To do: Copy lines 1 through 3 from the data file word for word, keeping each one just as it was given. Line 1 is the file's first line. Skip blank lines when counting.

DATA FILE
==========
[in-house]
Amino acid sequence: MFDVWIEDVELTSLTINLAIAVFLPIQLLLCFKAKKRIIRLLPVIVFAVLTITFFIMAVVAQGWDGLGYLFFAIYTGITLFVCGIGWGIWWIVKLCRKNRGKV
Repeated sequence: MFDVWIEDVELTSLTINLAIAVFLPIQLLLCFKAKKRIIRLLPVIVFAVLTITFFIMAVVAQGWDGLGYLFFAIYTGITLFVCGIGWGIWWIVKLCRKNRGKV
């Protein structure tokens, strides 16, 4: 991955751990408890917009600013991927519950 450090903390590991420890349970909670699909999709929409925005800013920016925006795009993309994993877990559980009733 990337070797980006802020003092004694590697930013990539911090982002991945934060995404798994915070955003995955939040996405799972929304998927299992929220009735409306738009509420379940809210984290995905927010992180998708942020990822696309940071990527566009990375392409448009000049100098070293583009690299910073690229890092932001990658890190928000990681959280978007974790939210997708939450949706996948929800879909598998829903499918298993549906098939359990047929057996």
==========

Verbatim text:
[in-house]
Amino acid sequence: MFDVWIEDVELTSLTINLAIAVFLPIQLLLCFKAKKRIIRLLPVIVFAVLTITFFIMAVVAQGWDGLGYLFFAIYTGITLFVCGIGWGIWWIVKLCRKNRGKV
Repeated sequence: MFDVWIEDVELTSLTINLAIAVFLPIQLLLCFKAKKRIIRLLPVIVFAVLTITFFIMAVVAQGWDGLGYLFFAIYTGITLFVCGIGWGIWWIVKLCRKNRGKV